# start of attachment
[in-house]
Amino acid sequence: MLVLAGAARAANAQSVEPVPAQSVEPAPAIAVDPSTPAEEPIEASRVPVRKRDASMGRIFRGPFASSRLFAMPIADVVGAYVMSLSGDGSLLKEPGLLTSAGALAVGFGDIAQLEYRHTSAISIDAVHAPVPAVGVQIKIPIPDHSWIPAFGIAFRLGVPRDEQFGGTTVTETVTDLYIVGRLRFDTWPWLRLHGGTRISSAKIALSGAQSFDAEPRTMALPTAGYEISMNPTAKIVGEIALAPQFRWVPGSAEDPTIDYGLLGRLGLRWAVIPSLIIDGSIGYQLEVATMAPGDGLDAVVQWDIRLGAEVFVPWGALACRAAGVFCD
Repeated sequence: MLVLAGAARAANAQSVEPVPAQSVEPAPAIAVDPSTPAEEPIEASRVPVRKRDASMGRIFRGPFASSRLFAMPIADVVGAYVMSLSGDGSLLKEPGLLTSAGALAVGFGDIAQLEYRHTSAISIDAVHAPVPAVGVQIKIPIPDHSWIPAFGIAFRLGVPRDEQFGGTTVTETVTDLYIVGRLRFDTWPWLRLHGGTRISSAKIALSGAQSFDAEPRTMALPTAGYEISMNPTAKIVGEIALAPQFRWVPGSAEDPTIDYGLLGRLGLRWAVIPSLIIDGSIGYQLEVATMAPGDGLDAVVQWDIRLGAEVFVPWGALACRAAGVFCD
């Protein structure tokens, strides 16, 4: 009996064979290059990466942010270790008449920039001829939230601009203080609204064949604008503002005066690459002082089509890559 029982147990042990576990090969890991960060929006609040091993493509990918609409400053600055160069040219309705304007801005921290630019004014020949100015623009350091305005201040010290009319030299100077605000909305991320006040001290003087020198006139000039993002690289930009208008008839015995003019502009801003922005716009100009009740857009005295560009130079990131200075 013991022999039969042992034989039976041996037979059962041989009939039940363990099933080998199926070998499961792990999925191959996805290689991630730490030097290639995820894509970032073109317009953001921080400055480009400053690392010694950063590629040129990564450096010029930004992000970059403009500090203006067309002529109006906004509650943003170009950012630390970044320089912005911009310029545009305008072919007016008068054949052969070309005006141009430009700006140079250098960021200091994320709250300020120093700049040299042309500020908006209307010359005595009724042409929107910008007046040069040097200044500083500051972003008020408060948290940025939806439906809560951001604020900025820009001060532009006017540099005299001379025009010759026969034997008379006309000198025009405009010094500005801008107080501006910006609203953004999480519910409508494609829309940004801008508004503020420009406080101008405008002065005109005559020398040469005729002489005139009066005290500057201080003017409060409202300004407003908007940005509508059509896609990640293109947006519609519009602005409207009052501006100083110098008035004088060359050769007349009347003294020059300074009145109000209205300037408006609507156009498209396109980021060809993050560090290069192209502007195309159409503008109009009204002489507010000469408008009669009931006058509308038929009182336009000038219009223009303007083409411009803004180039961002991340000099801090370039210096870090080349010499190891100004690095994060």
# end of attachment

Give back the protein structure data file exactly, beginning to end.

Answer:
[in-house]
Amino acid sequence: MLVLAGAARAANAQSVEPVPAQSVEPAPAIAVDPSTPAEEPIEASRVPVRKRDASMGRIFRGPFASSRLFAMPIADVVGAYVMSLSGDGSLLKEPGLLTSAGALAVGFGDIAQLEYRHTSAISIDAVHAPVPAVGVQIKIPIPDHSWIPAFGIAFRLGVPRDEQFGGTTVTETVTDLYIVGRLRFDTWPWLRLHGGTRISSAKIALSGAQSFDAEPRTMALPTAGYEISMNPTAKIVGEIALAPQFRWVPGSAEDPTIDYGLLGRLGLRWAVIPSLIIDGSIGYQLEVATMAPGDGLDAVVQWDIRLGAEVFVPWGALACRAAGVFCD
Repeated sequence: MLVLAGAARAANAQSVEPVPAQSVEPAPAIAVDPSTPAEEPIEASRVPVRKRDASMGRIFRGPFASSRLFAMPIADVVGAYVMSLSGDGSLLKEPGLLTSAGALAVGFGDIAQLEYRHTSAISIDAVHAPVPAVGVQIKIPIPDHSWIPAFGIAFRLGVPRDEQFGGTTVTETVTDLYIVGRLRFDTWPWLRLHGGTRISSAKIALSGAQSFDAEPRTMALPTAGYEISMNPTAKIVGEIALAPQFRWVPGSAEDPTIDYGLLGRLGLRWAVIPSLIIDGSIGYQLEVATMAPGDGLDAVVQWDIRLGAEVFVPWGALACRAAGVFCD
């Protein structure tokens, strides 16, 4: 009996064979290059990466942010270790008449920039001829939230601009203080609204064949604008503002005066690459002082089509890559 029982147990042990576990090969890991960060929006609040091993493509990918609409400053600055160069040219309705304007801005921290630019004014020949100015623009350091305005201040010290009319030299100077605000909305991320006040001290003087020198006139000039993002690289930009208008008839015995003019502009801003922005716009100009009740857009005295560009130079990131200075 013991022999039969042992034989039976041996037979059962041989009939039940363990099933080998199926070998499961792990999925191959996805290689991630730490030097290639995820894509970032073109317009953001921080400055480009400053690392010694950063590629040129990564450096010029930004992000970059403009500090203006067309002529109006906004509650943003170009950012630390970044320089912005911009310029545009305008072919007016008068054949052969070309005006141009430009700006140079250098960021200091994320709250300020120093700049040299042309500020908006209307010359005595009724042409929107910008007046040069040097200044500083500051972003008020408060948290940025939806439906809560951001604020900025820009001060532009006017540099005299001379025009010759026969034997008379006309000198025009405009010094500005801008107080501006910006609203953004999480519910409508494609829309940004801008508004503020420009406080101008405008002065005109005559020398040469005729002489005139009066005290500057201080003017409060409202300004407003908007940005509508059509896609990640293109947006519609519009602005409207009052501006100083110098008035004088060359050769007349009347003294020059300074009145109000209205300037408006609507156009498209396109980021060809993050560090290069192209502007195309159409503008109009009204002489507010000469408008009669009931006058509308038929009182336009000038219009223009303007083409411009803004180039961002991340000099801090370039210096870090080349010499190891100004690095994060």